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  • Post published:08/04/2021
  • Post last modified:08/04/2021

I was pretty puzzled by the Which? investigation into fitness trackers last week. With the London Marathon happening today, they decided to run a check on the trackers, which can record your distance, pace, heart-rate and location.

Some 118 trackers were tested over a marathon distance – 26.2 miles (42km) – and they found that some trackers underestimated the distance whilst some overestimated. The Garmin Vivosmart 4 underestimated the distance by 10.8 miles, meaning that the person testing it ran 37 miles instead of 26.2.

However, what confused me is the fact that all of these trackers were only wrong when they were tested indoors on a treadmill.


That’s been the case for quite some time. Fact is, when you’re inside and you’re effectively not moving anywhere, there’s no GPS track and no real way for the tracker to accurately record your distance. It has to make a guess based on your stride length. Indeed, a spokesman for Huawei pointed this out to Which? by stating..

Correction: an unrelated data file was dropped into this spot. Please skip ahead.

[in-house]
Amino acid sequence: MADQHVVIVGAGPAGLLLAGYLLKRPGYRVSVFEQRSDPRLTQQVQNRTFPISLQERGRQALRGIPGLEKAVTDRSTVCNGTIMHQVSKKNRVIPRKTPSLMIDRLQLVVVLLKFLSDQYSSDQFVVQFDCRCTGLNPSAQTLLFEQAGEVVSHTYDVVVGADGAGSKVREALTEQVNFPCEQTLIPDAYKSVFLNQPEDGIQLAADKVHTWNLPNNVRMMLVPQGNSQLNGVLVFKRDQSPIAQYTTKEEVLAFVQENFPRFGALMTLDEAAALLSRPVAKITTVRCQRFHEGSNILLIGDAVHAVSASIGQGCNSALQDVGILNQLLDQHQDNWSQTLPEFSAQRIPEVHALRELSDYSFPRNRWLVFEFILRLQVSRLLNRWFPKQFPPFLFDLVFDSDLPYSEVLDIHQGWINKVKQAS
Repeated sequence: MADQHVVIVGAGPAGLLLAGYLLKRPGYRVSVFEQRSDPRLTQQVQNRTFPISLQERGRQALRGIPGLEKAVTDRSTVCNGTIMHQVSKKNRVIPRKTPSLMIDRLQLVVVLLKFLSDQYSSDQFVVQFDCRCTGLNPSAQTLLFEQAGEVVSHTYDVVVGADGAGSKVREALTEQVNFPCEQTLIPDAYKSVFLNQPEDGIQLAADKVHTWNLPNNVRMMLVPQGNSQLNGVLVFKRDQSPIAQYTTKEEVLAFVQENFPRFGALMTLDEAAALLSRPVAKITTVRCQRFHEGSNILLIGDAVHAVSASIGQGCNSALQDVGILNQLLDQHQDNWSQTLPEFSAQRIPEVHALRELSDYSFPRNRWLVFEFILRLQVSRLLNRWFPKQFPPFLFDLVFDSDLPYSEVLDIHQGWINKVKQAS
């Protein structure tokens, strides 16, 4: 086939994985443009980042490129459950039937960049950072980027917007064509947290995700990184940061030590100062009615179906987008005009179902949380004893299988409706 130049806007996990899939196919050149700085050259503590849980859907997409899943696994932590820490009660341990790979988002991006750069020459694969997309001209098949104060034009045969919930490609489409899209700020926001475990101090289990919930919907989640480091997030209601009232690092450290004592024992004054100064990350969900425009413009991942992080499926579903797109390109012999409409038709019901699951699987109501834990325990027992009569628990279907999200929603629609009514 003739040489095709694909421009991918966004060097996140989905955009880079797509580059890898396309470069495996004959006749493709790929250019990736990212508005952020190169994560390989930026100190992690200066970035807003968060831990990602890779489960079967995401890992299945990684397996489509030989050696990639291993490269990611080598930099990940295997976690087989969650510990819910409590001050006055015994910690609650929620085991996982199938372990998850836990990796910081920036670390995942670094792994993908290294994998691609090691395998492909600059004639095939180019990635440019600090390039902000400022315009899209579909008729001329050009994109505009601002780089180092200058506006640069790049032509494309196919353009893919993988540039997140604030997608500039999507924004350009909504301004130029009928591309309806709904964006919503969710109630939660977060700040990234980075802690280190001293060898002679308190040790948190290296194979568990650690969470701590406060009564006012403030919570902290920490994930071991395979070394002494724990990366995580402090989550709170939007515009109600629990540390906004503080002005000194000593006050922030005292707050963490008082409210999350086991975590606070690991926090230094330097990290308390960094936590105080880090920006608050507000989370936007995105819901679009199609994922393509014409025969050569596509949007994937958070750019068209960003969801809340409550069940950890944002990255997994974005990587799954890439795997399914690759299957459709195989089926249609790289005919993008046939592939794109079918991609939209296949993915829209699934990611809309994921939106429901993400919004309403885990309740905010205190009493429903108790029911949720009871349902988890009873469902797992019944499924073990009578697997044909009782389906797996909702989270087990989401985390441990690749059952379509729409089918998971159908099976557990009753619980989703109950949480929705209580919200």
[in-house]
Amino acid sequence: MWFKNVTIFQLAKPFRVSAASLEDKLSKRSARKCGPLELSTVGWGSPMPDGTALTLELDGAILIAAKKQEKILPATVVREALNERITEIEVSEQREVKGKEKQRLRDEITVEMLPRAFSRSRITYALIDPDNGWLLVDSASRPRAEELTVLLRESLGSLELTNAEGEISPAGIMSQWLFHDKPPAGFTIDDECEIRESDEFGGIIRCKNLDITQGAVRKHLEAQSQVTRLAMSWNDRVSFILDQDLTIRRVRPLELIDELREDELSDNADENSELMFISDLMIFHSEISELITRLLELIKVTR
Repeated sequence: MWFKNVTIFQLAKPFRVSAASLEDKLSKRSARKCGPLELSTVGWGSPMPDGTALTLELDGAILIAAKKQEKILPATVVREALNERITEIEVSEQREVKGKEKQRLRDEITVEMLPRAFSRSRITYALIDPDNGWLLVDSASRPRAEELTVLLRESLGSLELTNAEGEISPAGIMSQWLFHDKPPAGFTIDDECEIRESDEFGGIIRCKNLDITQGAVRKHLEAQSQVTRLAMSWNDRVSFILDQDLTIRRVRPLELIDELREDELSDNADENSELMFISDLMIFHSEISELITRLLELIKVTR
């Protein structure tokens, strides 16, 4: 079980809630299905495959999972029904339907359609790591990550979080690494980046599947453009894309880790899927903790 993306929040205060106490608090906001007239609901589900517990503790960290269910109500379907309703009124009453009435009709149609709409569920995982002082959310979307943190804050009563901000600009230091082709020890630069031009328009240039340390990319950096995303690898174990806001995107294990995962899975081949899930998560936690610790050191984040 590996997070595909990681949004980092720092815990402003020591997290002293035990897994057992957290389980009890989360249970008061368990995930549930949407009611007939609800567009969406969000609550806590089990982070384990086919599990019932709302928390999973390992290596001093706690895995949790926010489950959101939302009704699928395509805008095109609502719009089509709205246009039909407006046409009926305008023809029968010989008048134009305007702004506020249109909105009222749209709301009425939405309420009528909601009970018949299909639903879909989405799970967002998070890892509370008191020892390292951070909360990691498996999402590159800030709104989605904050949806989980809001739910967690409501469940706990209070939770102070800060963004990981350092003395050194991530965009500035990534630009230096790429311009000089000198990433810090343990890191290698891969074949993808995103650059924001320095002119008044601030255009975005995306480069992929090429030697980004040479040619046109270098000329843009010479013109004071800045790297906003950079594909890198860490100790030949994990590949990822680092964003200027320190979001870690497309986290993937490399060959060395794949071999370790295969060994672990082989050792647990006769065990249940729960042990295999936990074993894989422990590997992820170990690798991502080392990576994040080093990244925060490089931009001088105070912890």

With regards to running indoors, as this particular test was carried out on a treadmill, the algorithm of Huawei Watch 2 Sport calculates the user’s stride length from the acceleration sensor data while running at different speeds.

This is why, and it’s something any gym-bunny will know, you always rely on the actual distance shown on the treadmill itself. The treadmill knows how fast it’s operating and how far you’ve actually run. You can’t rely on your tracker for that.

Most trackers are great at step-counting, heart-rate monitoring and showing how many calories you’ve burned. If you’re using your heart-rate monitoring at the gym then this will definitely be more beneficial. Also, if they have GPS, they’re good at tracking your runs, cycles and outdoor swims.

Inside though? When the GPS data either isn’t available or says you’re static? Best rely on the treadmill on-screen display.

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